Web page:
Fritz Plous, 72

A newspaperman never forgets.

Photograph: Andrew Nawrocki

Lincoln Square

What do you do? I’m a writer. I went to the Sun-Times in 1970 and worked there until ’78, when they merged the Sun-Times with the Daily News, and I was laid off.

What beat did you cover? I was a general assignment reporter, but I tried to grab every transportation story I could. Rail is my specialty. I was the first reporter on the scene of the 1977 El train derailment. The Sun-Times building was located where the Trump Tower is now. That night, I was in the city room on the fourth floor. The society writer, Kay Rutherford, was looking out the window, and she said, “Fritz, there’s a lot of red lights flashing down there.” I looked out at the corner of Lake and Wabash, and my God…the El fell off the tracks. So I raced down there and arrived as the first ambulances were taking the dead away. After I’d interview a cop or an ambulance driver, I’d pump quarters into a pay phone to talk to a rewrite man, just like in the old movies.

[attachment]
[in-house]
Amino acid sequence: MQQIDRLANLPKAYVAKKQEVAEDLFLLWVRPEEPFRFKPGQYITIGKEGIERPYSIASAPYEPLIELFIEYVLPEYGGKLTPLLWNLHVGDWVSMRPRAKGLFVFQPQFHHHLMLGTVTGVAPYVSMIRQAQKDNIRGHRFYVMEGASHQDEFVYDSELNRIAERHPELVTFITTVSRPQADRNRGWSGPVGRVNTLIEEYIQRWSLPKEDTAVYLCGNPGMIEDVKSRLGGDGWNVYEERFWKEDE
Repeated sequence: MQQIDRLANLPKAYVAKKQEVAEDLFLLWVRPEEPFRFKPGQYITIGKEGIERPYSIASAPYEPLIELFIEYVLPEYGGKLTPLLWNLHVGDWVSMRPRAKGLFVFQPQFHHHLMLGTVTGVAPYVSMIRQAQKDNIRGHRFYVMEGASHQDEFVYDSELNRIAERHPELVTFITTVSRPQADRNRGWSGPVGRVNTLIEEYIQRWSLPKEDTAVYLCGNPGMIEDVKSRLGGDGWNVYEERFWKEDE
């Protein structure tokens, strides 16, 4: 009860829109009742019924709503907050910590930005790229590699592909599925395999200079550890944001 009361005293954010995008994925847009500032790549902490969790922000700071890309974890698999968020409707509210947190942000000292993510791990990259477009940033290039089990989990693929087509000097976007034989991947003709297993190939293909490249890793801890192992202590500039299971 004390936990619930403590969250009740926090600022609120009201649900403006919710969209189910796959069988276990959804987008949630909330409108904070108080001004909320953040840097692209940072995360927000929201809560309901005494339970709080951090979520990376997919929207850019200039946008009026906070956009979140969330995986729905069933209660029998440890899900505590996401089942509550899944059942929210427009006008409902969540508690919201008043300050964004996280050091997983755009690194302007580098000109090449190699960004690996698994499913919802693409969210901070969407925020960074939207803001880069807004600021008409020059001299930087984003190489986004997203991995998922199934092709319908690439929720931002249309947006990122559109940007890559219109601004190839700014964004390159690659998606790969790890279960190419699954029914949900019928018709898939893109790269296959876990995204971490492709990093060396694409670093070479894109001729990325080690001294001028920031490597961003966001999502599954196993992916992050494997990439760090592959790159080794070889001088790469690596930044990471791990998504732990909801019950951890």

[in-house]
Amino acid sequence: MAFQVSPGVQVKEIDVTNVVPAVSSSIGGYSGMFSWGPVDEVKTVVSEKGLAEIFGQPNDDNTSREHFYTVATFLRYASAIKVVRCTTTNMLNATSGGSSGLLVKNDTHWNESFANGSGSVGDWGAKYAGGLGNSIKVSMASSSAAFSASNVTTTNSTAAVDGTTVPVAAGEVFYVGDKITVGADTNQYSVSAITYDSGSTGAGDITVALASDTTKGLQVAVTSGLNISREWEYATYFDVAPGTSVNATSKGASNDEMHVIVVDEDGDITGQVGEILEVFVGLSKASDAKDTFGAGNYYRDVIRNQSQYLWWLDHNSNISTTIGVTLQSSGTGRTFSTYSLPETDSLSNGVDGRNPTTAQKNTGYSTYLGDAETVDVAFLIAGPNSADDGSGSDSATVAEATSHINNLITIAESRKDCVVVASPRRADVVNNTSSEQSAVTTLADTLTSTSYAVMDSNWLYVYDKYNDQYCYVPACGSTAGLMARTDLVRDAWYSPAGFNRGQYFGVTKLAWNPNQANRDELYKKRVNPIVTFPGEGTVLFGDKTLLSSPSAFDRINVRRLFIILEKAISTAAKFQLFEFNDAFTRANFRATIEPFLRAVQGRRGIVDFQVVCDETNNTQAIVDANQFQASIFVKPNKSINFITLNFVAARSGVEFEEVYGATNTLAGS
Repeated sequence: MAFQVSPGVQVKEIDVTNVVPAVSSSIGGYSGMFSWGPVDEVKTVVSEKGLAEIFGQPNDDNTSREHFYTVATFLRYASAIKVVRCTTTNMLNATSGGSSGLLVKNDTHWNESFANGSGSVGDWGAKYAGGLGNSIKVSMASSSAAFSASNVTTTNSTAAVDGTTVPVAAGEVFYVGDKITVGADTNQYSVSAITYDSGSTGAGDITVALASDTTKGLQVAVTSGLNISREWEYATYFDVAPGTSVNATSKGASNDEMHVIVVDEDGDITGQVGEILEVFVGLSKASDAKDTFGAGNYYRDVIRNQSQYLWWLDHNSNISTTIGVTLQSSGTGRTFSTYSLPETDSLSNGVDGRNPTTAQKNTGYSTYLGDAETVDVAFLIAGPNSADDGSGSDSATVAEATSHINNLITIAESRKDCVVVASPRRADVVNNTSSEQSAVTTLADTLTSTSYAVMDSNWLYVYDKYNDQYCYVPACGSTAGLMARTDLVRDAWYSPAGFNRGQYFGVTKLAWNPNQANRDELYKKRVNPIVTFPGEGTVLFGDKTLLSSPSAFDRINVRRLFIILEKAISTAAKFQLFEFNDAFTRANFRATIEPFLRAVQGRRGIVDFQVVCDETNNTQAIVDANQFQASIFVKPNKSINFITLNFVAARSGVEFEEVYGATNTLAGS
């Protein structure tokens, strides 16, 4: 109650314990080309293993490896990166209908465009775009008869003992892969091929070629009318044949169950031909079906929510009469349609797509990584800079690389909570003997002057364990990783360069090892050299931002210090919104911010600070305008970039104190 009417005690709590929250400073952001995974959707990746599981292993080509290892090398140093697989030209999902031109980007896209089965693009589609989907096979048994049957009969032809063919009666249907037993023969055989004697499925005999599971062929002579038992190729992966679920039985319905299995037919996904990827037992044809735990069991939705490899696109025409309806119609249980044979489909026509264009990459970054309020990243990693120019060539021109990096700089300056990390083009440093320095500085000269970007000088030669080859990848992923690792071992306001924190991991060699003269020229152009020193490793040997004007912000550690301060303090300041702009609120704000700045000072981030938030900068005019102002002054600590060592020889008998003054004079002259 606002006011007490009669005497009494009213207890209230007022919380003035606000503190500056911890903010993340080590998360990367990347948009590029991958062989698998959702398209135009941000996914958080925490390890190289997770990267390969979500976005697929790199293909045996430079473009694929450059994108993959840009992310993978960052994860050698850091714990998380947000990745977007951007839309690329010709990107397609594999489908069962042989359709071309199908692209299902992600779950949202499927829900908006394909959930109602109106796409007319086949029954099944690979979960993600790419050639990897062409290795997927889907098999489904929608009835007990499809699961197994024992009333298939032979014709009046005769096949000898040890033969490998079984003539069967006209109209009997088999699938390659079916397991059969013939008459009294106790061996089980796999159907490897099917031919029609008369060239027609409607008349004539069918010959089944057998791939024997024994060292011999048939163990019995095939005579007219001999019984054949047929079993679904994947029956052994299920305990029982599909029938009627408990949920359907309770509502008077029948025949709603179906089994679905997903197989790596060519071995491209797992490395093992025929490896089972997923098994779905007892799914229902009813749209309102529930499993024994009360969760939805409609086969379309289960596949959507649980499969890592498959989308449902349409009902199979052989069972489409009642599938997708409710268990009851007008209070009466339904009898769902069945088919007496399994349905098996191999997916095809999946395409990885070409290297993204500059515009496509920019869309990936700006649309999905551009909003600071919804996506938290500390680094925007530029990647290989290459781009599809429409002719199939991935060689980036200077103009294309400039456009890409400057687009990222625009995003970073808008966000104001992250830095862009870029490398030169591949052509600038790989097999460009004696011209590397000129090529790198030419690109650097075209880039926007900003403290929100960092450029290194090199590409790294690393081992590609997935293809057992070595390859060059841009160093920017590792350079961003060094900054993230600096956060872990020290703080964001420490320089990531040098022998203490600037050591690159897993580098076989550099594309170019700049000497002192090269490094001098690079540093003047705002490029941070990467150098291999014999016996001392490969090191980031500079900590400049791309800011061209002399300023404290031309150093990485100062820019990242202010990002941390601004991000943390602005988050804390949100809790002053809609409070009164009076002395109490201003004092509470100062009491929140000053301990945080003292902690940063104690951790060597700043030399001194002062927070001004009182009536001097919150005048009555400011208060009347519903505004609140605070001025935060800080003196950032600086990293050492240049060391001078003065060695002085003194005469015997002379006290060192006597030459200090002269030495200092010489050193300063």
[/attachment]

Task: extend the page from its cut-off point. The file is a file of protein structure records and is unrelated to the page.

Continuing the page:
Do you still get the reporter’s urge to chase ambulances? Oh, yeah. If my wife and I see police cars speeding by, we still call the Sun-Times city desk. My wife worked in the features department at the paper. We were introduced by Roger Ebert, who got me my job there. When he was the editor at the Daily Illini in Champaign, I’d contribute folk-music reviews. One day, Roger said, “You really oughta meet this girl, April, who’s working for the features editor.” Our first big date was in 1974. I told her, “I’m taking my vacation on the Canadian Pacific Railway out to Vancouver.” She said, “Can I come?”

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